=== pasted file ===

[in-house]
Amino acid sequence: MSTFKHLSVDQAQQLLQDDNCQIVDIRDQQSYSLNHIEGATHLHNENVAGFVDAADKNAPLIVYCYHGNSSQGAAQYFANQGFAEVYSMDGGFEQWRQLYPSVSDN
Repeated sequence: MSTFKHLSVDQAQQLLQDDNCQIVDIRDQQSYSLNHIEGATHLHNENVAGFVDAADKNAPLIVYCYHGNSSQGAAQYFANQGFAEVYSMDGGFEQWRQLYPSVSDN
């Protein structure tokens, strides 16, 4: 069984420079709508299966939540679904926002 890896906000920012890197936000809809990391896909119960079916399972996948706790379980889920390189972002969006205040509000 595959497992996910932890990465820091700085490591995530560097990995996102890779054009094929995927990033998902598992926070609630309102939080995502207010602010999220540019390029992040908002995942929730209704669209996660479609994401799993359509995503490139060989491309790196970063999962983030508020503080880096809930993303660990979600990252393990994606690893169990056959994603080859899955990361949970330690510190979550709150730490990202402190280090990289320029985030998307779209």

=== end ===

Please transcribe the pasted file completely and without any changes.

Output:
[in-house]
Amino acid sequence: MSTFKHLSVDQAQQLLQDDNCQIVDIRDQQSYSLNHIEGATHLHNENVAGFVDAADKNAPLIVYCYHGNSSQGAAQYFANQGFAEVYSMDGGFEQWRQLYPSVSDN
Repeated sequence: MSTFKHLSVDQAQQLLQDDNCQIVDIRDQQSYSLNHIEGATHLHNENVAGFVDAADKNAPLIVYCYHGNSSQGAAQYFANQGFAEVYSMDGGFEQWRQLYPSVSDN
């Protein structure tokens, strides 16, 4: 069984420079709508299966939540679904926002 890896906000920012890197936000809809990391896909119960079916399972996948706790379980889920390189972002969006205040509000 595959497992996910932890990465820091700085490591995530560097990995996102890779054009094929995927990033998902598992926070609630309102939080995502207010602010999220540019390029992040908002995942929730209704669209996660479609994401799993359509995503490139060989491309790196970063999962983030508020503080880096809930993303660990979600990252393990994606690893169990056959994603080859899955990361949970330690510190979550709150730490990202402190280090990289320029985030998307779209």